is a battlefield
of scar tissue
and hardened walls
So certain the tumor
in his throat would take him
to his knees, wrench his life away,
they brought forth
the beast…that fairy tale
of modern medicine
gone wrong…and now
I want to call him,
tell him goodbye,
say it was good
part of the time
it lasted, but his wife,
he tells his brother,
is uneasy with me
and so my first husband
will soon slip into the water
of time with no lei floating
from me, no Navy band
on Pearl Harbor’s dock,
like when he came back
to me from Vietnam.
About the poet:
Pris Campbell’s poetry has appeared in journals and anthologies such as PoetsArtists, Chiron Review, Outlaw Poetry Network and Boxcar Poetry Review. She has published seven collections of her poetry, six with the small press and one, a collaboration, with Clemson University Digital Press. A former clinical psychologist and avid sailor, she was sidelined in 1990 by myalgic encephalomyelitis/chronic fatigue syndrome, leaving her mostly housebound and too weak and dizzy to continue working. Resurrecting a childhood desire to write, she began writing poetry. She lives in southeastern Florida with her husband of thirty-five years.
About the poem:
“My first husband and I married after his first tour of duty as a junior Navy officer in Vietnam. Being in love with someone at war creates bonds that don’t easily fade. Even though our marriage didn’t work out, we stayed in touch over the years. When he wrote me that he had developed esophageal cancer, requiring radiation, then an operation, I still hoped that he would beat it. I received one vague final email before his brother wrote that the radiation had damaged his heart valves. He had surgery to repair the valves and valiantly struggled to regain his strength through physical therapy, but died a few months later. I had no way to tell him goodbye. This broke my heart. The poem expresses my grief.”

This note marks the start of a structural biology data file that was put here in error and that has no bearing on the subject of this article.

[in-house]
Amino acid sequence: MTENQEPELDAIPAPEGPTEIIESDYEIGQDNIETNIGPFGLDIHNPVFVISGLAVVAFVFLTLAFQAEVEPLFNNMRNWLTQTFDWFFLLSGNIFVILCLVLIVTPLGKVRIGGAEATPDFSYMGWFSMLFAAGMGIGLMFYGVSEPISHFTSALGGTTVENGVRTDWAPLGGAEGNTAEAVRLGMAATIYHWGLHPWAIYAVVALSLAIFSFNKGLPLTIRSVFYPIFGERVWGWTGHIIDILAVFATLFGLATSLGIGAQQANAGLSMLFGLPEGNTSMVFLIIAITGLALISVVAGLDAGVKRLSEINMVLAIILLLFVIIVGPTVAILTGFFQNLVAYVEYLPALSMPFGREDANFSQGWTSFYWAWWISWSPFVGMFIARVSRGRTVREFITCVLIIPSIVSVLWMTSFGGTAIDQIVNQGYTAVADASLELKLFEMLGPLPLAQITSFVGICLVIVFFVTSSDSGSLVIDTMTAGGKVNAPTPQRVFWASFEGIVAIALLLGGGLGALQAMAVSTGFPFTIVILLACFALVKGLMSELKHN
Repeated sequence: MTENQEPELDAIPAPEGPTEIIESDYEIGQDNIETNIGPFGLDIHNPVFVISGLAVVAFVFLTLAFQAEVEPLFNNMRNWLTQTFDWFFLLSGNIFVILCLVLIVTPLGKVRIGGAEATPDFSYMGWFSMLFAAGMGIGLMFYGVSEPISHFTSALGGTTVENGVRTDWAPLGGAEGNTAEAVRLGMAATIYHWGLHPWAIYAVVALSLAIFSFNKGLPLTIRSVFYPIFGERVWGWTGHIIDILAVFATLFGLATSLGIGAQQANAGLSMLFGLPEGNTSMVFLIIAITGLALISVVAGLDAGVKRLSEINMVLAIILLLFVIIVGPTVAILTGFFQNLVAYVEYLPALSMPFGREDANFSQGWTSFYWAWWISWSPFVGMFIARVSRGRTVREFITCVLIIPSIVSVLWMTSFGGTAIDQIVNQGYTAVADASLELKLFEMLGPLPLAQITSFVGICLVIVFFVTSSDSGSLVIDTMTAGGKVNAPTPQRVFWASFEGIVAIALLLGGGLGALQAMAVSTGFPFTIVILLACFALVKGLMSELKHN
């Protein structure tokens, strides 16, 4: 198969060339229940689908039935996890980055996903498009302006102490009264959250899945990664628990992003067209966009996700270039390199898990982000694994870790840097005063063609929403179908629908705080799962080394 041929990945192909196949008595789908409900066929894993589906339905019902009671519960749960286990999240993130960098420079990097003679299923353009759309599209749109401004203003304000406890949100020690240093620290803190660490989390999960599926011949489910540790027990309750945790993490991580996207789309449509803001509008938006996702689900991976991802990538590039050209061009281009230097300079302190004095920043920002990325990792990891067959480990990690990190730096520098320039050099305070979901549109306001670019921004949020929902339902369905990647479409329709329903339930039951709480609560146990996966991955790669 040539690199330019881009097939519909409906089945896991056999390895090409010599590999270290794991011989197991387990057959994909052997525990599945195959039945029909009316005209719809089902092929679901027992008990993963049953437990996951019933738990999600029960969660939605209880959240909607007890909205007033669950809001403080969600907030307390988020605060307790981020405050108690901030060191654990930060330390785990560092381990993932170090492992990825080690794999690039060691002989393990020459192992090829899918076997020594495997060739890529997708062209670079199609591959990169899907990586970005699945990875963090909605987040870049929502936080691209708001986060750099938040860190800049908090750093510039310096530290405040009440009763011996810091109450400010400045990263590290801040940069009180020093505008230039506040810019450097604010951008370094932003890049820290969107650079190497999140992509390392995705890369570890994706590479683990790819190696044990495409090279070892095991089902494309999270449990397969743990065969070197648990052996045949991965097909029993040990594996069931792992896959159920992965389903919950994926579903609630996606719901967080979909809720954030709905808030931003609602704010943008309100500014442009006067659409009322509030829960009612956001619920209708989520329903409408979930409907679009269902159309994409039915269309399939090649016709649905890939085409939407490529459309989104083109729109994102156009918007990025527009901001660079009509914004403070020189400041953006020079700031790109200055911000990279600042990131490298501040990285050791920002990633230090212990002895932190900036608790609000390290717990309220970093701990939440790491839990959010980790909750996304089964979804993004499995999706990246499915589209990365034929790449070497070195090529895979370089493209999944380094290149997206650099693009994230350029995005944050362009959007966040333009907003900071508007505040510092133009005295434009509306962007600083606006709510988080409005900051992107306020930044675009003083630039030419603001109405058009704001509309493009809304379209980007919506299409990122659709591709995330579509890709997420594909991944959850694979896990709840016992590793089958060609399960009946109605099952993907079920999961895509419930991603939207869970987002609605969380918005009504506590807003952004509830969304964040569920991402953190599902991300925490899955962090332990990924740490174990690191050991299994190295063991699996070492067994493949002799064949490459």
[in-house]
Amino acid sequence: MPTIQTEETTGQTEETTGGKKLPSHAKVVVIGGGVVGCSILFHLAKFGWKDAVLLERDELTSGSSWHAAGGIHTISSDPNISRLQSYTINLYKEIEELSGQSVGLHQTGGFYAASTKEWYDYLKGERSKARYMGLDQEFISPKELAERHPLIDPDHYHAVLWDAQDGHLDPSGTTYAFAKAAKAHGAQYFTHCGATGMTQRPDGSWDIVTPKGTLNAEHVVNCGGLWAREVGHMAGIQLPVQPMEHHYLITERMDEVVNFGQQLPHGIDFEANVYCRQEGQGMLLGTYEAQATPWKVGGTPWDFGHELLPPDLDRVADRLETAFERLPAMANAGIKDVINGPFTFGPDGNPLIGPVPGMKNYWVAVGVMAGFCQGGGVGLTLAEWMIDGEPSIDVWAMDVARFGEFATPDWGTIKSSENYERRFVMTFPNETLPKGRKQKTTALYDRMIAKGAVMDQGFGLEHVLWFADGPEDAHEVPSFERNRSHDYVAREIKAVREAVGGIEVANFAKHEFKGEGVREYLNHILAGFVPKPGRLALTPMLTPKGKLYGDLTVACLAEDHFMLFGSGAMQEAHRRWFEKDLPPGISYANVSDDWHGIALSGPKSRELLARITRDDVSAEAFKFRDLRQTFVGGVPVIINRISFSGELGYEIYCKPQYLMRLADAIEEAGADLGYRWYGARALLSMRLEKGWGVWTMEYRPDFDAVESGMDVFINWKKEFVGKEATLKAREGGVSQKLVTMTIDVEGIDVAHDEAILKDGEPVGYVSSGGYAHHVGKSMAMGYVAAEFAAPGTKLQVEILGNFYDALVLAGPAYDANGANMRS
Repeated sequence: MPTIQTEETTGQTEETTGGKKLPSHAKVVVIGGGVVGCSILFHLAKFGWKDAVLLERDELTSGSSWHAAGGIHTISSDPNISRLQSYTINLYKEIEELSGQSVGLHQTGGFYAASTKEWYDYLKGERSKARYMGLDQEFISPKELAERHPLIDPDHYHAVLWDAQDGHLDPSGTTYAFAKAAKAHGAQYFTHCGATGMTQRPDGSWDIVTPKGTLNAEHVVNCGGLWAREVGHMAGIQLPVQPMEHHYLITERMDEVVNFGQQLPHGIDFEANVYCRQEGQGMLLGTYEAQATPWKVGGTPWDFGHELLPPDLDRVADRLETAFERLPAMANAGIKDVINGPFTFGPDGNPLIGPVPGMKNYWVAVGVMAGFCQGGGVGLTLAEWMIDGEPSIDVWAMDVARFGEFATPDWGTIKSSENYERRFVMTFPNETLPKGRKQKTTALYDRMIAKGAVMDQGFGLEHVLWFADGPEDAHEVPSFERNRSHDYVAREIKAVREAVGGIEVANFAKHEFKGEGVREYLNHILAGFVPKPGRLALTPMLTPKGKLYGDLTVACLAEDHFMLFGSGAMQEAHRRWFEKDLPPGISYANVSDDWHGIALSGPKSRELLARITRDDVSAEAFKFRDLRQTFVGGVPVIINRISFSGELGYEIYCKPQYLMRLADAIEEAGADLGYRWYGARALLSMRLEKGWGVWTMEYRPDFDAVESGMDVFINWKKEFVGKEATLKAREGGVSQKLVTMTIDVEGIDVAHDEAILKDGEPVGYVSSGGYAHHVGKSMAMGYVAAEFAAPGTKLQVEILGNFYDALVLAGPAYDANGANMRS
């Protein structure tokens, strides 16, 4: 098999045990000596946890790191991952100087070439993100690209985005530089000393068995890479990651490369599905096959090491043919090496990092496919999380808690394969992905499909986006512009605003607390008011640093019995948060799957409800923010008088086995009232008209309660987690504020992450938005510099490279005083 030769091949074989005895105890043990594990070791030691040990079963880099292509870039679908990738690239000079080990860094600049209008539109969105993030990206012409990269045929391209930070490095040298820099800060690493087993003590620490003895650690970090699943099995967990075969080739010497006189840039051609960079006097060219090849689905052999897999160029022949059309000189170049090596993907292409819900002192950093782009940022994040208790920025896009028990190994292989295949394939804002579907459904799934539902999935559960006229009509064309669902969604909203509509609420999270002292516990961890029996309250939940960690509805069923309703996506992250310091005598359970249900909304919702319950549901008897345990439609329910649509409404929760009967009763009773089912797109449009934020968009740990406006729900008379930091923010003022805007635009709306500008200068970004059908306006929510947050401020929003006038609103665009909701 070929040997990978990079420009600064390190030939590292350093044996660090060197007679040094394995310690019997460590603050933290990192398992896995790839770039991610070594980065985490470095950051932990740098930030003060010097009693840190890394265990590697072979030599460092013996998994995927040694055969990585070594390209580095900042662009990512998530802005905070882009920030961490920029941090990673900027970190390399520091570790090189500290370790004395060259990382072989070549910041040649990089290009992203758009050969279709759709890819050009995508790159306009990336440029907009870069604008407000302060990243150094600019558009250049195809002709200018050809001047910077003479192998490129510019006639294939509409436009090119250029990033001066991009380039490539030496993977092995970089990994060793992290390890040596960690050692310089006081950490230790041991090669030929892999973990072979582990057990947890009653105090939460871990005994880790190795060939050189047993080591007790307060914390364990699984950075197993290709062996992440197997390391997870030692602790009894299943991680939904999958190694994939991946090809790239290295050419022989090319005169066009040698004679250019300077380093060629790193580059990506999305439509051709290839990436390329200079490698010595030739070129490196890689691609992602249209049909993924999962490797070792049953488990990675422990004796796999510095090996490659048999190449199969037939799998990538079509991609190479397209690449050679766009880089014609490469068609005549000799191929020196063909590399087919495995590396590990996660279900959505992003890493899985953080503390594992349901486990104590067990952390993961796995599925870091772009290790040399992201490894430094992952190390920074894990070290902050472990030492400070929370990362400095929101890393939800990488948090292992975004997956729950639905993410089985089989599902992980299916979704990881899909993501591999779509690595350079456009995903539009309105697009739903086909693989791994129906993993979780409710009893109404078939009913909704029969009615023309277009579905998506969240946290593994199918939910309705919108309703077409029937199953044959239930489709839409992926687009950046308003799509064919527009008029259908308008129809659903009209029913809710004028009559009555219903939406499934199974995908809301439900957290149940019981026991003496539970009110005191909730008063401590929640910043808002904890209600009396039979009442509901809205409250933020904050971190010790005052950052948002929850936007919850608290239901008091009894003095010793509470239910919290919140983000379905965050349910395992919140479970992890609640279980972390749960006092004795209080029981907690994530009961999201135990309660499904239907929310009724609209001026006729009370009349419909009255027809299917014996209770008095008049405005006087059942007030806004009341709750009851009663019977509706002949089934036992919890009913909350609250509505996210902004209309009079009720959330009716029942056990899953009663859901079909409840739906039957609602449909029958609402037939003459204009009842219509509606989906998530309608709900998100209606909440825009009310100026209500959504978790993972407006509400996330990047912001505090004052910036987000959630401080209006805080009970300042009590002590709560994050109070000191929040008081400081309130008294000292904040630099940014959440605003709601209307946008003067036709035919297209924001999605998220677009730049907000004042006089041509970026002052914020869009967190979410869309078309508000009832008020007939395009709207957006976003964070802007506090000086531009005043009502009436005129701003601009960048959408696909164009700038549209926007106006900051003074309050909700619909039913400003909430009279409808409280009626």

Johanna Shapiro and Judy Schaefer
11 thoughts on “Battlefield”
I enjoyed finding this poem. You certainly have created the essence of cancer and emotions that surround it. I will never forget my experience and Stephen.
Thank you, Judy. I remember when Stephen was dying. A powerful loss.
So poignant. To take the time to write what’s in the spirit, your spirit, to his spirit. Thank you.
Thank you so much, Sara.
So good Pris! In the elements of his story is found why you grieve so and that in turn makes us join you in your grief in the only way left to us which is empathy. Circuitously you take our hearts and lay them on the water like ghostly leis for all veterans. Thanks for sharing this.
The ghostly lei for all vets is lovely, Russell. Thank you.
The battle scars of war echo across decades and for some the grief remains palpable years later. Thank you, Pris, for writing so powerfully about that grief. If I had to guess, I would say it is likely your first husband knew what was and is in your heart even without your words. Peace.
Thank you all for the comments, Yes, this was an emotional time for me. Saying goodbye at least puts some closure on things and I miss having that so much. Thank you, Pulse for publishing this.
Wow, what a beautiful, poignant poem. When I was a Hospice Nurse I tried to encourage families to open their hearts to everyone who wanted/needed to say goodbye. But not everyone can do that. I am so happy you found a way with such love, to say your farewell and share it. I am so sorry for your own suffering. Congratulations on using poetry to continue to make your life bearable — and wonderful!
Thank you for posting. I knew and wrote to a few young men who served in Viet Nam. They were special young men.
Wow, this got me right in my gut. I’m so sorry you were unable to tell him goodbye. And thank you for sharing this story, this poem.